Switching from reading blog posts to reading books (digital and physical ones) substantially improved my mental health since sometimes blog posts abstract to thousands of hours of information in small (of what I call) information bombs that make us believe we learn when in reality it’s just filling the gaps with noise or craters, these bombs I mentioned have the logical structure as follows:

  1. as far as we know X, everyone knows in the industry this must be done as Y, so we should
  2. intuitively, this should be done following X
  3. any general assumption as a source of truth

These logical (but not harmful) structures assume every reader has a level of knowledge in the same range as their target audience, not even disclosing to the audience in the first place what they are trying to achieve while trying to be as broad as possible. For example, trying to bring down-to-earth complex topics that are just that, complex topics that, in the end, the simple explanation ends up being as complex to understand as the original one.

The Feynman way of learning is entirely antagonistic to this way of learning; articles are just pills of information trying to be as quick as possible for the reader to read and move on.

Link aggregators such as slashdot or hn make us addicted to some data. Not information per se, but data.

The reader who ingests knowledge without knowing these gaps in his mind will find it useless to try to put into practice what he just read since they don’t have the right tools to do it.

Try to do it yourself. Pick the top five articles of the month in any aggregator you visit frequently, summarize what you have learned from them, and apply those learnings to a piece of work you have been doing.

Now, why books?

Books might be awful, and articles might be really good; however, whenever you select a book, you “try” to spot that one you like, reading the content and trying to understand what the author is trying to put into words.

At least personally, I googled the author multiple times before buying it from him, and just from there, I bought it. I read. I devour. I put the knowledge (if it’s any good) into practice, and I move again.

I use articles on the opposite side to support an argument or discussion. They might be really poorly written, although if they align with my way of thinking, I might be interested in reading them and marking them as a bookmark. They might be helpful later in the future in a potential discussion whenever I try to use them as an example.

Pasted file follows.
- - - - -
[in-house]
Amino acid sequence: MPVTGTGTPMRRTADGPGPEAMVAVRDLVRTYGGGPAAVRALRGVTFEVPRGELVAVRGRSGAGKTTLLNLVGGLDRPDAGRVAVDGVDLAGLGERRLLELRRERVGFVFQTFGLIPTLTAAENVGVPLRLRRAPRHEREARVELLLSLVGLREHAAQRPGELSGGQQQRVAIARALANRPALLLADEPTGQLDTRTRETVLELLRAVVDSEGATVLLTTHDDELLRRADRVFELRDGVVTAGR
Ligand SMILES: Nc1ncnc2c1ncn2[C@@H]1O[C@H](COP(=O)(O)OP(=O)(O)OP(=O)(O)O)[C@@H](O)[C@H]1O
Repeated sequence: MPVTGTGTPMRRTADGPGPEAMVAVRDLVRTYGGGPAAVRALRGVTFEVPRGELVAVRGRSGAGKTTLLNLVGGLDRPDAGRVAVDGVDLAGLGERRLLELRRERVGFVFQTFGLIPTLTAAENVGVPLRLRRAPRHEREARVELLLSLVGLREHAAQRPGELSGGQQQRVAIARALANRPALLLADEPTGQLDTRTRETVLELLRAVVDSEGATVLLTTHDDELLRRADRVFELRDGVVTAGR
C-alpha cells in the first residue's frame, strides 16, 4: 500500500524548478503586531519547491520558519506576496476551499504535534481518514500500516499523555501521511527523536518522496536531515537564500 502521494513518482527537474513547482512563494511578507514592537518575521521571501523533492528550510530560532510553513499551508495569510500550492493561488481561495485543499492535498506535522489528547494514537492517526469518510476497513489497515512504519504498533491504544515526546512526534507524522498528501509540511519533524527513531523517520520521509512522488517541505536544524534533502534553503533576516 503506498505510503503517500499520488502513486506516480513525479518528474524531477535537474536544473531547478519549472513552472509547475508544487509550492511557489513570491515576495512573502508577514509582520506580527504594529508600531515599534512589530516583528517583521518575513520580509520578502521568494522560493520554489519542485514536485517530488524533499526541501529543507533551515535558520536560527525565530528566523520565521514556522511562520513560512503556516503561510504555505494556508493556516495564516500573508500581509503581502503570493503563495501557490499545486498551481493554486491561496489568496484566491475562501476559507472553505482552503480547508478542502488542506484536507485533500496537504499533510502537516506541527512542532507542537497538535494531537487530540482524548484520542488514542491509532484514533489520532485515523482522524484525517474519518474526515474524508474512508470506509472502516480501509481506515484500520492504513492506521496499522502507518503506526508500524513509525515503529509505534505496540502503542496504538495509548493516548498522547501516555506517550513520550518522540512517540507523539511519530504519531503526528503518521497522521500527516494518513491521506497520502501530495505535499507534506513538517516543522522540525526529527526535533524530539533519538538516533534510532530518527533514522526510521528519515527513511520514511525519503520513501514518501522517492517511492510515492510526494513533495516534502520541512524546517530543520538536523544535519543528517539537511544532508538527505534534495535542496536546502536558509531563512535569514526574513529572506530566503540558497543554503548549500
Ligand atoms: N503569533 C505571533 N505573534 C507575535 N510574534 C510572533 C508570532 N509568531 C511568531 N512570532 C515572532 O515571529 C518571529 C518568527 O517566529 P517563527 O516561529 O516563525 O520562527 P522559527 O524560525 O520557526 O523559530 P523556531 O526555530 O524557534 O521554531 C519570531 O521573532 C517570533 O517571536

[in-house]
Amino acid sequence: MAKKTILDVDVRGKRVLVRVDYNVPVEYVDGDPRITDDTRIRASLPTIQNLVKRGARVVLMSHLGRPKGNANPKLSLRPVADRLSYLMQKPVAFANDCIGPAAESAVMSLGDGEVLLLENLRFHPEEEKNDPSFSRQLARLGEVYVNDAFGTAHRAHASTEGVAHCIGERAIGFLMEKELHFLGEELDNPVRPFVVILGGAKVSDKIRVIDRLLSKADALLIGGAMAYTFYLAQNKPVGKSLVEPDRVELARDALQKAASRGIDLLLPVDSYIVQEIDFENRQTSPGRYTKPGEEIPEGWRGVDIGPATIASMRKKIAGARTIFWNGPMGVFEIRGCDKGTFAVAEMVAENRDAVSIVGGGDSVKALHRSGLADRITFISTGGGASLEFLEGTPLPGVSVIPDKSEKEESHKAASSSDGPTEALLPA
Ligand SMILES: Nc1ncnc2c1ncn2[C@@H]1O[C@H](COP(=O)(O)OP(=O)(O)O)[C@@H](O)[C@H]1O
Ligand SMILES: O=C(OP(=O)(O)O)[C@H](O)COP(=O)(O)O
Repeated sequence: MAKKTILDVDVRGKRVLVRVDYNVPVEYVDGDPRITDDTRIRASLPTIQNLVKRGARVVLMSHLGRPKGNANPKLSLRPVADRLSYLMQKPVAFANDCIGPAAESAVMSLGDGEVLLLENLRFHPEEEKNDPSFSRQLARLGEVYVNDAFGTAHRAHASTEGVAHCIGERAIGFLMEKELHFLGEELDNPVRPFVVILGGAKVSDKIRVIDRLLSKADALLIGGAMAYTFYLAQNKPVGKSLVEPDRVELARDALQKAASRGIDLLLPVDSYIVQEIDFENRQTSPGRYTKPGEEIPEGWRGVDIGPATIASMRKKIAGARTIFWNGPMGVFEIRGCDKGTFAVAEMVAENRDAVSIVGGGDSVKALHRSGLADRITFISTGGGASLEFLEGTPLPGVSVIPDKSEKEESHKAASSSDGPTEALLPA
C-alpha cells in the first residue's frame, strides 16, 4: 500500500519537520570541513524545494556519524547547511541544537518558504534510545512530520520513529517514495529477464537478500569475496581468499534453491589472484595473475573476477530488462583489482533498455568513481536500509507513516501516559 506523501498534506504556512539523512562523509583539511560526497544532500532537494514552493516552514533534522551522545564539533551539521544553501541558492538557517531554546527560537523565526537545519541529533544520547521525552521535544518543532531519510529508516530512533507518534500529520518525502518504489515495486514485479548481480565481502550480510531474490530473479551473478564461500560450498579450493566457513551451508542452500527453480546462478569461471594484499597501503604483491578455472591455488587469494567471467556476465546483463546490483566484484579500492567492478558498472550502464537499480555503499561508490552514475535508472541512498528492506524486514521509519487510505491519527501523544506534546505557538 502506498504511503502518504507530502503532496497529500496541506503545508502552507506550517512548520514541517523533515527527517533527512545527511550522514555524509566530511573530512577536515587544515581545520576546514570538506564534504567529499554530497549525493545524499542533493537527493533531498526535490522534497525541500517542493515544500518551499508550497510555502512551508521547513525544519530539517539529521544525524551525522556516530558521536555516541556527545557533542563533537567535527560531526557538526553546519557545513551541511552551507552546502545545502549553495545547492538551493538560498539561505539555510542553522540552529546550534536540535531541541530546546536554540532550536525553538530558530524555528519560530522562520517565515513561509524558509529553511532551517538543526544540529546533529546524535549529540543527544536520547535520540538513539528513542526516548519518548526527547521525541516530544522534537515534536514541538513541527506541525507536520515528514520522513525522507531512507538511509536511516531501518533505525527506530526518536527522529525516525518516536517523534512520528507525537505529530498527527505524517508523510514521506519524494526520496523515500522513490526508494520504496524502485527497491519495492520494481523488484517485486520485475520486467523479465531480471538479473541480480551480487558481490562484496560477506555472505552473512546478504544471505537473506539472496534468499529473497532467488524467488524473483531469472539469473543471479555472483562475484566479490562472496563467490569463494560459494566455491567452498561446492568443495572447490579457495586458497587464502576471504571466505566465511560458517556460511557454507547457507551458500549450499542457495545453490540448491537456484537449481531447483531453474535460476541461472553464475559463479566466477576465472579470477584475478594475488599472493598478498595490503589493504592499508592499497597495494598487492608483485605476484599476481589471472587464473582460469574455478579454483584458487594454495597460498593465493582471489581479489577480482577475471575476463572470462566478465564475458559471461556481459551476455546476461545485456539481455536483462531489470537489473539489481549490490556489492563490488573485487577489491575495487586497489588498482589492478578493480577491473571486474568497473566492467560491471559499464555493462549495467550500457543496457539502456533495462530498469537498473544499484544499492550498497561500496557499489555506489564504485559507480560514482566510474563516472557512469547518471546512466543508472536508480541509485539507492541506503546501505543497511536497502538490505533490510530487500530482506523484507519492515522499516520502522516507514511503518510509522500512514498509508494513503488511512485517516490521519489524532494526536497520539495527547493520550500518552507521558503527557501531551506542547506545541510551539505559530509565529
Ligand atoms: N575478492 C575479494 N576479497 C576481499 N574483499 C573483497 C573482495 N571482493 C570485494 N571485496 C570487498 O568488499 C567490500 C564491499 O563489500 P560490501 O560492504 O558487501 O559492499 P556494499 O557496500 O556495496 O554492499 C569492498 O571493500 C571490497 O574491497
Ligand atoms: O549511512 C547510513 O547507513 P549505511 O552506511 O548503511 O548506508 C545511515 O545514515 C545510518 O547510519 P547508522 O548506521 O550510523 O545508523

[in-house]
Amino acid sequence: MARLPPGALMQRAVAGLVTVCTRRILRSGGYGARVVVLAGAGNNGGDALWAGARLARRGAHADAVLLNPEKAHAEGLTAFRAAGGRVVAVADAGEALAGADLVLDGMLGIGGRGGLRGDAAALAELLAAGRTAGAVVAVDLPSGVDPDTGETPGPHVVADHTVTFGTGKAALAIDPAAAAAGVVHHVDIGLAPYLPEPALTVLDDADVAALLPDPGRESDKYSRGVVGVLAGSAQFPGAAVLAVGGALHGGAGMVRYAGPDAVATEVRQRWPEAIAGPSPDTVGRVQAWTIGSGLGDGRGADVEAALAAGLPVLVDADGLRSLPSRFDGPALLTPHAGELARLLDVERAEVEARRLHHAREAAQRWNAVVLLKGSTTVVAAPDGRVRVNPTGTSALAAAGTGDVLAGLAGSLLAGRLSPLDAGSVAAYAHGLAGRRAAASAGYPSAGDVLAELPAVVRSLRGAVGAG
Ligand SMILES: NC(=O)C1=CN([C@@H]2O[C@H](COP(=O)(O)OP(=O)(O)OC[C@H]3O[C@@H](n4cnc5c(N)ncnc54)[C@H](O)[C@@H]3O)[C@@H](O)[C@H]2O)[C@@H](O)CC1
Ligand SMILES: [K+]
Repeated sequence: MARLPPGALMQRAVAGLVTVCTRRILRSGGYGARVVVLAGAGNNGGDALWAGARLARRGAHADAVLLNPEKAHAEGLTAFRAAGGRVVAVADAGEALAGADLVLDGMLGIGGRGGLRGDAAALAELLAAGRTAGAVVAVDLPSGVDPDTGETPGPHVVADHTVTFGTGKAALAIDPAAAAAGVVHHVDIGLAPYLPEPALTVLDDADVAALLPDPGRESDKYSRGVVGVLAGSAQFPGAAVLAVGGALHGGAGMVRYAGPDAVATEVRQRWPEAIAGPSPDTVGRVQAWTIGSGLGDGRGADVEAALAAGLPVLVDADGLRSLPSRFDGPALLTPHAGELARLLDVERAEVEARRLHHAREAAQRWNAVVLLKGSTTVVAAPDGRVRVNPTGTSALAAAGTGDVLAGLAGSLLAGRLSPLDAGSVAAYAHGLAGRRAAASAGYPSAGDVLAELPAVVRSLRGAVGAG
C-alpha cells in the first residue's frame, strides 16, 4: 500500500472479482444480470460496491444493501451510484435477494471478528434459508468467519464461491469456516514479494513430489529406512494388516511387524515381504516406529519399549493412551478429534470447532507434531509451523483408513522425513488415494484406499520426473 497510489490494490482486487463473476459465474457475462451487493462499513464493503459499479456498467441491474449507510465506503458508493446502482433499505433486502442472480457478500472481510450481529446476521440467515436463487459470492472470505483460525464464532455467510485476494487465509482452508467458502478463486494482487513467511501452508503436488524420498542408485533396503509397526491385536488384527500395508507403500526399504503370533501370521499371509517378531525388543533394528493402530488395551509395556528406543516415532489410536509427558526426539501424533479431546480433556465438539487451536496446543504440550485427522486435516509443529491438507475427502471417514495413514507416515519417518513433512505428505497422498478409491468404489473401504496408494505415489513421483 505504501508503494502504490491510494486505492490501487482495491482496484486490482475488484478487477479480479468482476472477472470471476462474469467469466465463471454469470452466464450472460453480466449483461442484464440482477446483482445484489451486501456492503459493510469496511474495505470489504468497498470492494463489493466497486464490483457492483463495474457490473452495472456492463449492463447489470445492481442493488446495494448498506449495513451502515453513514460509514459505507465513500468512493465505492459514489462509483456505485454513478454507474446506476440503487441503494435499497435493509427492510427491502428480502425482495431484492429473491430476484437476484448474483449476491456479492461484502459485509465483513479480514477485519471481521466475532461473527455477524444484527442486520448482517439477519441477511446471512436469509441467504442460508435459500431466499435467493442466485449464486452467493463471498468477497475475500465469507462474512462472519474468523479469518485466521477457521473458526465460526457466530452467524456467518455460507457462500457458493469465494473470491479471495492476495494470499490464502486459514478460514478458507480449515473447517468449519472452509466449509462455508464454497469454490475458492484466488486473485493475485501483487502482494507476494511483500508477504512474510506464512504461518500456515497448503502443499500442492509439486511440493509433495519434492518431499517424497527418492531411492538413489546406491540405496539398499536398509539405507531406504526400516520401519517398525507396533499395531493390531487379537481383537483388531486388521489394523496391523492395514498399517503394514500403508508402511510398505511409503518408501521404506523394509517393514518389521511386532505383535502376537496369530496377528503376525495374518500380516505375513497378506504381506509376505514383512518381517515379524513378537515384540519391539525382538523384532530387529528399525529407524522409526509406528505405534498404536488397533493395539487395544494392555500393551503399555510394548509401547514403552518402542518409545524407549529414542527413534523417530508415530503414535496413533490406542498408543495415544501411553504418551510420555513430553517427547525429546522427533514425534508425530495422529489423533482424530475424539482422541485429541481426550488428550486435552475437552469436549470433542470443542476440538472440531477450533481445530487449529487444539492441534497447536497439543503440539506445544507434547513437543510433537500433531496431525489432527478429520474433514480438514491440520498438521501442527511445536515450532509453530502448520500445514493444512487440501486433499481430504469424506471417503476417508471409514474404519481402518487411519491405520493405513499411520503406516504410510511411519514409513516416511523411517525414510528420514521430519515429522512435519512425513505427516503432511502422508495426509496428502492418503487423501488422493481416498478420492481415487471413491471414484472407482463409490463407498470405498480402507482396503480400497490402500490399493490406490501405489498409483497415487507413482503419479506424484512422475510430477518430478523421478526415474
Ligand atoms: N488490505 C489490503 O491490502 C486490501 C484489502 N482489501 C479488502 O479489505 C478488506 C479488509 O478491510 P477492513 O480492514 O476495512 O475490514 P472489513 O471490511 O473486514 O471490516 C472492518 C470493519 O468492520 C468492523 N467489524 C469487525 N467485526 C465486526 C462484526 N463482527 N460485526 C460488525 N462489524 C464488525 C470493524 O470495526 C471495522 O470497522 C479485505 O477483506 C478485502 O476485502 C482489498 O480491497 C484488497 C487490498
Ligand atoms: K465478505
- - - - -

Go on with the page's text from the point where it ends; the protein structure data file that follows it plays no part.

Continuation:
Articles have knowledge (what’s knowledge anyway?). Of course, they do. However, the danger with these is the amount of assumptions the authors make before understanding which kind of readers they might have. It’s not an issue on the author, of course, but before reading one, we should be prepared to ingest complete nonsense for our current state of mind.

Any good book before starting it has an “Audience” part before any technical part. This tries to encapsulate if this book is for you.

Of course, this is not a problem by itself since information has been like this since the origins of magazines, but reading a quick small article might make us believe that we understand what the author wanted to express or follow a topic when, in reality, we are just following some author’s POV trying to put into his own words the topic he is attempting to describe.

Following the “Let’s build X” article might do more harm than good (honestly trying to find a place in mind where it’s not) since usually, the person writing is not a teacher, the person reading those have the knowledge required, and the person writing might just want to “show” themselves what they’re capable of.

Being a teacher is something only some know how to do. Being a teacher is doing the Feynman way and going from first principles to a Nobel prize.

Fortunately, a bunch of folks on the internet write excellent technical content, and most of those are behind a paywall for a reason (@cmuratori (Computer, Enhance!) first comes to my mind). In addition, I’d like to mention that it’s good to see long-form discussions with experts such as (Foucault vs Chomsky and Jonathan Blow about compilers)

Personally, I’ll stick with books for long-form content and articles (link aggregators) as short-form real-time data (kind of like this since I don’t read newspapers). I wouldn’t even know about the xz exploit if it wasn’t for hackernews